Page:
One Hour

Diana Glynn
6 min readDec 18, 2019

--

It all starts with one hour a day. Nothing great is built without this commitment and discipline. Four years ago, I woke up seriously unhealthy. I had spent my entire life serving others. Working ridiculous hours, raising children, helping in my community, helping my family and friends, baking cupcakes, doing other people’s laundry, dusting furniture, paying bills, coaching, driving, cooking, correcting, watching, helping…. “to infinity and back” to quote Buzz Lightyear.

On March 23, 2013 I crashed. I was driving to get my hair cut and realized I didn’t like my life at all. I was overweight, had high blood pressure, terrible interpersonal relationships, double checked on decisions I was making, had no self-love, appreciation or confidence. I had become the person who everyone first asked for help from. I was the first one to jump if the fire bell rang. I was the “drop off” AND “pick up” parent. I was the doer and very good at it. I was an expert in being selfless. It had become my identity. It was slowly killing me. I was giving more than I was receiving and my wellness bank account was in serious default and going more into the red every day.

As I was sitting in the chair, watching the hair I loved fall on the floor because someone I cared about, made a comment “woman my age shouldn’t wear their hair long.” I actually took their opinion as fact and handed them the power to influence a decision I made. One which I was neither comfortable with or agreed with (my grandmother had the most beautiful long hair and one of my favorite memories as a child was brushing each other’s long hair); yet here I was doing it to make them happy.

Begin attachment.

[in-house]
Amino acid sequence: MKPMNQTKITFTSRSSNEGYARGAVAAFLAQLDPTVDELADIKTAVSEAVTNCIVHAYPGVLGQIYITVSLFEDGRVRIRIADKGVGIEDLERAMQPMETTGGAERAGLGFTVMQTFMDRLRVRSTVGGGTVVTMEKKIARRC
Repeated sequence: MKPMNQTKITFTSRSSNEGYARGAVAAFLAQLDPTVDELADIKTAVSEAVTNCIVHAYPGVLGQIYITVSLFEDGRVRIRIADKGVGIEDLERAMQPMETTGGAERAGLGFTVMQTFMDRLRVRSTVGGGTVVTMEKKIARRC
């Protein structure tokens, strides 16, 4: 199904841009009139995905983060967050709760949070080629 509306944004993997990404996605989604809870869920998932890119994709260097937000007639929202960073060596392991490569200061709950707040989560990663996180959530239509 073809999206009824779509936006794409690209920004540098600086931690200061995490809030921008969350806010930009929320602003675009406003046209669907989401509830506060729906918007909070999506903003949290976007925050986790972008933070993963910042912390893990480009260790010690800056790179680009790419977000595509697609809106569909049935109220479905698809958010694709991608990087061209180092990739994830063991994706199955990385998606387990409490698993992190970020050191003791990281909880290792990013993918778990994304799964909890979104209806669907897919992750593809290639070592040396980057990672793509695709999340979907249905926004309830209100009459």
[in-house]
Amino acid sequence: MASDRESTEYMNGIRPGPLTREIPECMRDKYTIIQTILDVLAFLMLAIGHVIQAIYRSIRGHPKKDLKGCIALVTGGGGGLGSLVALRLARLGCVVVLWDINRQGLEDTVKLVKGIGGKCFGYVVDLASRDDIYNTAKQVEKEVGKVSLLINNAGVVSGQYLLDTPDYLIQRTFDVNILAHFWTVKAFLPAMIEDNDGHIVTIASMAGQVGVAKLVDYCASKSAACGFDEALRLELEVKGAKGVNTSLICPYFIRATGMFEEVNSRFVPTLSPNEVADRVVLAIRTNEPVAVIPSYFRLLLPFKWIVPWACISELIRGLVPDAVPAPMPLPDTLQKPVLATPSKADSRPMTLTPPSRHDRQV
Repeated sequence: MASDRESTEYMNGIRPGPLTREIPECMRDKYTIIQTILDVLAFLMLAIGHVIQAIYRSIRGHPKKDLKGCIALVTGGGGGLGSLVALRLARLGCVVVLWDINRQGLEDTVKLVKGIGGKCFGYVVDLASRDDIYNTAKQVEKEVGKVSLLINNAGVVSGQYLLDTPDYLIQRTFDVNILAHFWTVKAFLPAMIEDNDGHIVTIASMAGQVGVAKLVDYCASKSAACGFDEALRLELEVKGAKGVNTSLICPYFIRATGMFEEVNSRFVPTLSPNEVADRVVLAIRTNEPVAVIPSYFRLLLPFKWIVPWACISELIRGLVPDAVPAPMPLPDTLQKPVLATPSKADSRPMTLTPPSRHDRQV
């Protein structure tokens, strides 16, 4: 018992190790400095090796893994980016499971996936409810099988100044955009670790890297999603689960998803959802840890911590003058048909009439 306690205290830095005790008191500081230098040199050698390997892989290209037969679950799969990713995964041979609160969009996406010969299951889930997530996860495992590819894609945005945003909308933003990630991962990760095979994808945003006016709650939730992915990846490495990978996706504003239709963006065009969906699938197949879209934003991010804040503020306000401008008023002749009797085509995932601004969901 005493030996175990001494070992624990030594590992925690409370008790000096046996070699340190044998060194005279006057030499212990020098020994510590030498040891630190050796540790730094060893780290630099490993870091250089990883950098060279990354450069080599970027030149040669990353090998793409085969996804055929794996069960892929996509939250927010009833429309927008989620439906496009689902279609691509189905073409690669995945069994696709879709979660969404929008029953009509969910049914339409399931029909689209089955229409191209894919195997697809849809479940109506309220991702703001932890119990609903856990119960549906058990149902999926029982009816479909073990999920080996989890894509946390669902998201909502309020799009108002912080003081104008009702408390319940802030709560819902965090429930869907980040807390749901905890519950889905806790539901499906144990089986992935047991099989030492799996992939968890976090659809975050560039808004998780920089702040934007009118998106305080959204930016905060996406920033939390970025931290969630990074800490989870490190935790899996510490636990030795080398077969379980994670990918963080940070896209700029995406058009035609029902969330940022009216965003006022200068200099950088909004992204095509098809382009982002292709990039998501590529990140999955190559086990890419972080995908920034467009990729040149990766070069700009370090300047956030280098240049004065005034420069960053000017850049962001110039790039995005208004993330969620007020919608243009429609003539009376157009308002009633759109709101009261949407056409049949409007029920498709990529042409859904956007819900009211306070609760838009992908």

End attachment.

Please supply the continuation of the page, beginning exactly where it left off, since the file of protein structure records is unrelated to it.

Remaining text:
I decided that day to take my life back. To learn how to say no, detach with love and be the person who I had been avoiding since Jr. High School; when approval seeking first raised its ugly head. This was so easy at first. I attacked it like I attacked every goal I had ever had.

I made a plan, a detailed schedule, hours of activity, fridge full of healthy food, fancy health club membership, stickers to reward my progress. Told everyone I knew, what I was doing. I had wrote the book on accomplishing the difficult, so I believed it would be easy to do this, right?? WRONG! So, wrong.

Selflessness and giving (not to mention sugar, salt and TV watching) becomes an addiction and a great…

--

--

Diana Glynn

Flower child, daughter of the moon, who raised two female humans in the 90s. Leaving a trail of life pebbles which spell out “I love you” and “I forgive you.”